Why You Shouldn’t Plant A Butterfly Bush In Your Garden

There is something magical about watching butterflies as they float through your backyard garden. Although you may have flowers and other plants in your garden, many people will start one for the simple reason of seeing more butterflies throughout the year.

Unfortunately, there is a plant that is said to attract butterflies but having one in your garden can actually harm the environment and your enjoyment of your outdoor space.

Doug Tallamy, Ph.D., Professor, and chair of entomology at the University of Delaware, spoke with Good Housekeeping on the subject. Although most people plant a butterfly bush in their garden to see more butterflies, it can actually have the opposite effect.

He talked about how it can weaken the link to the ecosystem in your local area because it takes away food from birds and even other butterflies.

Tallamy talks about how the plant is named inaccurately because having one in your garden can actually keep butterflies away. The bush only produces nectar for butterflies. This sounds like it may be a dream come true for butterfly lovers but that isn’t the case.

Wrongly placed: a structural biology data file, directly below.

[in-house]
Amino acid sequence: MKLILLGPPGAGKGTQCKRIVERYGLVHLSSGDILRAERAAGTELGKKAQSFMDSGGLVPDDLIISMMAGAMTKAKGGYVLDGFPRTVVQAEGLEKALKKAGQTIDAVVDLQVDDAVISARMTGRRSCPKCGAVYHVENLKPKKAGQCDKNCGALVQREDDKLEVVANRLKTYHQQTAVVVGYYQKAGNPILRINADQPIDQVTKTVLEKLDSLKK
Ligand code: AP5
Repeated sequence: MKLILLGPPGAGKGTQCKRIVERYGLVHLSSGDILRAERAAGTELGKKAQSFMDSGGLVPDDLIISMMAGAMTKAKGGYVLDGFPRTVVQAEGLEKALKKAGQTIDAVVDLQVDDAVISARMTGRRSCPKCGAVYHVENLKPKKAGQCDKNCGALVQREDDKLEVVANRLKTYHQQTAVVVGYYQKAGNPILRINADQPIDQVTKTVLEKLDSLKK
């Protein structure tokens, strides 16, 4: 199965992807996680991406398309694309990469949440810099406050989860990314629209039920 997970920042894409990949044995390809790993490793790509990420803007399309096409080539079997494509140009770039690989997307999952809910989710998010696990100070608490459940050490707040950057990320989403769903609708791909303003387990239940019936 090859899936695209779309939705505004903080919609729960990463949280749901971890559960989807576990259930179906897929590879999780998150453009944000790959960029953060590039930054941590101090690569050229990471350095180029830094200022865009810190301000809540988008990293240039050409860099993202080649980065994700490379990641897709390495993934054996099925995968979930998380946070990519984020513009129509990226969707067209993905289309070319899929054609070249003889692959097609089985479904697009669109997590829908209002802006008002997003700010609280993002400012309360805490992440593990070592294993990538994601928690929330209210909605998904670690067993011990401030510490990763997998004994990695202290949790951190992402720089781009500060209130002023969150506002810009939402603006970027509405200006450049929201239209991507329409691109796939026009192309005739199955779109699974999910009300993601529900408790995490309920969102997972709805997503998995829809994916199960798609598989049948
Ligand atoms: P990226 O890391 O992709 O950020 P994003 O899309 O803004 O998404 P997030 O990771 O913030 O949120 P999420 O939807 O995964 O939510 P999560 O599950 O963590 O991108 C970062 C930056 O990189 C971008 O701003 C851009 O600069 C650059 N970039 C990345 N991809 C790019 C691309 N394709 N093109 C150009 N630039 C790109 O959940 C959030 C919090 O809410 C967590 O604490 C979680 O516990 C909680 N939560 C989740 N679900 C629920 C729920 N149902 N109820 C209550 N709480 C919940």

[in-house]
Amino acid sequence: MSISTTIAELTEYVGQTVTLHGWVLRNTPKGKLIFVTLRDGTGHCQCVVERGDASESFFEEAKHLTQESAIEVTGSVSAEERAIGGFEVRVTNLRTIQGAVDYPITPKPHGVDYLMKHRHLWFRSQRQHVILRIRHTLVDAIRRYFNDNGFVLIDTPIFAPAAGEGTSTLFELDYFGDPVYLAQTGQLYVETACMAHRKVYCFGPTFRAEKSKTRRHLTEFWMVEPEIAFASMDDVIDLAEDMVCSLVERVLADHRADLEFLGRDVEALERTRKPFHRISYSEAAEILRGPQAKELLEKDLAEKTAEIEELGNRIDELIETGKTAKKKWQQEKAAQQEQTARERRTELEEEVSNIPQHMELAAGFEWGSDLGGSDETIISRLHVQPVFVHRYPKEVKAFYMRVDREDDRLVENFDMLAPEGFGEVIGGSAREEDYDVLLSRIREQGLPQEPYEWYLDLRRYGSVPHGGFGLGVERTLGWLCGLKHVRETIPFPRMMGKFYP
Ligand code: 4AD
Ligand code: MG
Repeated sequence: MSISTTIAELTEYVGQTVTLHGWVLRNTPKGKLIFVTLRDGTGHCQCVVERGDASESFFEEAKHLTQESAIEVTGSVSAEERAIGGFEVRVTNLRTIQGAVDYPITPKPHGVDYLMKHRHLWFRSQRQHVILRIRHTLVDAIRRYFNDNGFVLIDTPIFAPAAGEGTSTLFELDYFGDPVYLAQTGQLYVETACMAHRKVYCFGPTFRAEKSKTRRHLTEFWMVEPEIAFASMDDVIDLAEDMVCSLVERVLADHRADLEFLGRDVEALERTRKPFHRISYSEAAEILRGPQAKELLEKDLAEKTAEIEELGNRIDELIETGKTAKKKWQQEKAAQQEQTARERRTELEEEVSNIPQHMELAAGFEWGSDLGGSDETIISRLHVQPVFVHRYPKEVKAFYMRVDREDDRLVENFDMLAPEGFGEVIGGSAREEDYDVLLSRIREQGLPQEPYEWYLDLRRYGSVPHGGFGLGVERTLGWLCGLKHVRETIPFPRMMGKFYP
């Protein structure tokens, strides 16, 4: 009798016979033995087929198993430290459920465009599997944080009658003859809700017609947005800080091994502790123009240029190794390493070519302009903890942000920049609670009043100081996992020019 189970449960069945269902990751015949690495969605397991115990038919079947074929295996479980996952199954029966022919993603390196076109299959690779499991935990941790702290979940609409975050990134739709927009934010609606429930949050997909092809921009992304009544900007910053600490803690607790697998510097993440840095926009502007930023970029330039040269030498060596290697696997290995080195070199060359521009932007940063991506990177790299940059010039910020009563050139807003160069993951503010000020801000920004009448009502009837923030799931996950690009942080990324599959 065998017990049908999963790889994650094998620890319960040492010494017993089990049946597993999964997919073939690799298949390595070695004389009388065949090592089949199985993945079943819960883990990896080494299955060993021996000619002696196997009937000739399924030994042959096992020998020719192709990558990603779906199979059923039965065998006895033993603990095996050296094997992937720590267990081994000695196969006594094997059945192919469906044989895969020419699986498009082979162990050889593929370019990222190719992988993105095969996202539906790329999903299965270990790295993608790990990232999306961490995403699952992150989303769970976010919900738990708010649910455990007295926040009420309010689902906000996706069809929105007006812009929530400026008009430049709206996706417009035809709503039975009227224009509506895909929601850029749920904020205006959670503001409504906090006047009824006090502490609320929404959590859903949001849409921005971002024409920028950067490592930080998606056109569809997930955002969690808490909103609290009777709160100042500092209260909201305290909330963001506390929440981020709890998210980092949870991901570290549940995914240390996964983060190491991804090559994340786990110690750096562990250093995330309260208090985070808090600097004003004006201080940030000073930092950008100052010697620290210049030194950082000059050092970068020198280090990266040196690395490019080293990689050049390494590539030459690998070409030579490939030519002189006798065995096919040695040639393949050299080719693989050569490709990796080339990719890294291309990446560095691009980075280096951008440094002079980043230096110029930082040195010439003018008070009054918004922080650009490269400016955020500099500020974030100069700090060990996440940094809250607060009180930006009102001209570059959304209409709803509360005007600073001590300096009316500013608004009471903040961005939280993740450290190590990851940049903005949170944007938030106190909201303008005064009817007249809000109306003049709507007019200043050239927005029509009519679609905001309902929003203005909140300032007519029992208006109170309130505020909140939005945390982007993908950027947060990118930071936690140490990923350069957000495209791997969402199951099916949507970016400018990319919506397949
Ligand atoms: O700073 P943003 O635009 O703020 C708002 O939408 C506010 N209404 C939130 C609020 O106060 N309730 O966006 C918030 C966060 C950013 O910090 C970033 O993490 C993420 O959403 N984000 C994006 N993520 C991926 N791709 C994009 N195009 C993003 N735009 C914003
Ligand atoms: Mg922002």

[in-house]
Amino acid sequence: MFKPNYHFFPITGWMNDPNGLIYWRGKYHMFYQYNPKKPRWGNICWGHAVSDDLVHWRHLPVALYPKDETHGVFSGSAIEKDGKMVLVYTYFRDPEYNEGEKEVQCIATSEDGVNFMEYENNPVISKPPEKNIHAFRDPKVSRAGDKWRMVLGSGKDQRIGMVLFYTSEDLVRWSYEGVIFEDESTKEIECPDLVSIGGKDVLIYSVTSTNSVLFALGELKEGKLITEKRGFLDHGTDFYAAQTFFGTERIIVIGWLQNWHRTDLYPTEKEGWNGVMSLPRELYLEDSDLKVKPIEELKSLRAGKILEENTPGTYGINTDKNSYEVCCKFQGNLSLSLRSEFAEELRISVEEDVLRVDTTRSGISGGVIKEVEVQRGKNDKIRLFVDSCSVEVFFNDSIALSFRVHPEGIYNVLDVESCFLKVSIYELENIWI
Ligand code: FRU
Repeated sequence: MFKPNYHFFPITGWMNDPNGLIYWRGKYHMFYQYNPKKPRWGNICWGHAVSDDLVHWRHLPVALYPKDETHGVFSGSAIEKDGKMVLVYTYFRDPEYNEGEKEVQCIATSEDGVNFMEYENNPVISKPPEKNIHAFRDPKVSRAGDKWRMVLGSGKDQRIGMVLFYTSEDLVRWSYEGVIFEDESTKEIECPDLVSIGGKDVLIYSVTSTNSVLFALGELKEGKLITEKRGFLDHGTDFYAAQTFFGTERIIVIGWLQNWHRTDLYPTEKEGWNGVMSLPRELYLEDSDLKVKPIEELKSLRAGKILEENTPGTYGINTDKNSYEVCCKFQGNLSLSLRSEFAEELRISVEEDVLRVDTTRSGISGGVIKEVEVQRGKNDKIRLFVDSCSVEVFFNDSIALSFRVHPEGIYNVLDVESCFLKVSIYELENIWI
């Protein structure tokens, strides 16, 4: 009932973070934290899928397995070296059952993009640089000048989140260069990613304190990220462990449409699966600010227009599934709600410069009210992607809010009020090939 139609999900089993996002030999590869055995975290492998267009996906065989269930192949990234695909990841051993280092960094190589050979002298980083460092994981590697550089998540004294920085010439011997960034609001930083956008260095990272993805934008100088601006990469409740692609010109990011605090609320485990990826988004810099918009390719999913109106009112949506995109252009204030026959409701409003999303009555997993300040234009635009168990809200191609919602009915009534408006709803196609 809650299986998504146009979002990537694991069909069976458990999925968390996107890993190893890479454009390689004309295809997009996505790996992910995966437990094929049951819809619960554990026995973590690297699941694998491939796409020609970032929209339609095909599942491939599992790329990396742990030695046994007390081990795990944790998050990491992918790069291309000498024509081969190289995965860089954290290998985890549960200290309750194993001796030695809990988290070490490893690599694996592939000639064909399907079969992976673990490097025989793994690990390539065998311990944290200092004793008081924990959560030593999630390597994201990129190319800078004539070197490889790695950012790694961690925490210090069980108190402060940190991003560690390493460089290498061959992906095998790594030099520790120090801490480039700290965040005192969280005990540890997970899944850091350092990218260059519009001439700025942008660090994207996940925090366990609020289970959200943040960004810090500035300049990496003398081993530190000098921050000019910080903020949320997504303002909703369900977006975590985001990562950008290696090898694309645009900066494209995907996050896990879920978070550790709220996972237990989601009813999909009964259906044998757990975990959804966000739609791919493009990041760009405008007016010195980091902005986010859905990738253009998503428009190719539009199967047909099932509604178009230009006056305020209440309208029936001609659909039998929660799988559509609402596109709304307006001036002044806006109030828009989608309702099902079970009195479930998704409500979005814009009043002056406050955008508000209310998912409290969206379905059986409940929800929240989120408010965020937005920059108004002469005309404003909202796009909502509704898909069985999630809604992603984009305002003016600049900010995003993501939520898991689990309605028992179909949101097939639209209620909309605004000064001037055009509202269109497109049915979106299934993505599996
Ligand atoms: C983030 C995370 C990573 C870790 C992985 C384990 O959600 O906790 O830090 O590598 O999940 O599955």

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Since the plant produces only nectar for butterflies, the butterflies will struggle. Butterflies require a host plant to survive, such as oak trees, joe-pye weed, and milkweed. The larvae need the diversity of plants to continue in the area.

There are other reasons why you may want to look for other options rather than the butterfly bush. For example, these bushes tend to be invasive and crowd out other plants that can add to the natural ecosystem in the area. Originally, the bush was brought from Asia so when it is close to North American plants, it tends to get in the way.

According to Good Housekeeping, Tallmay says that many people are “in denial” when they move these plants around. He continues: “Butterfly bush just doesn’t stay where we plant it.” It may even end up in your neighbor’s yard!

The plant may also have a negative effect on the food web in your local environment. “If you plant butterfly bush, and non-native [species], then right away you’re removing at least 75% of the food that’s supporting the biodiversity out there.”

You might just want to look into other options, because the butterflies will come, even without a butterfly bush nearby.

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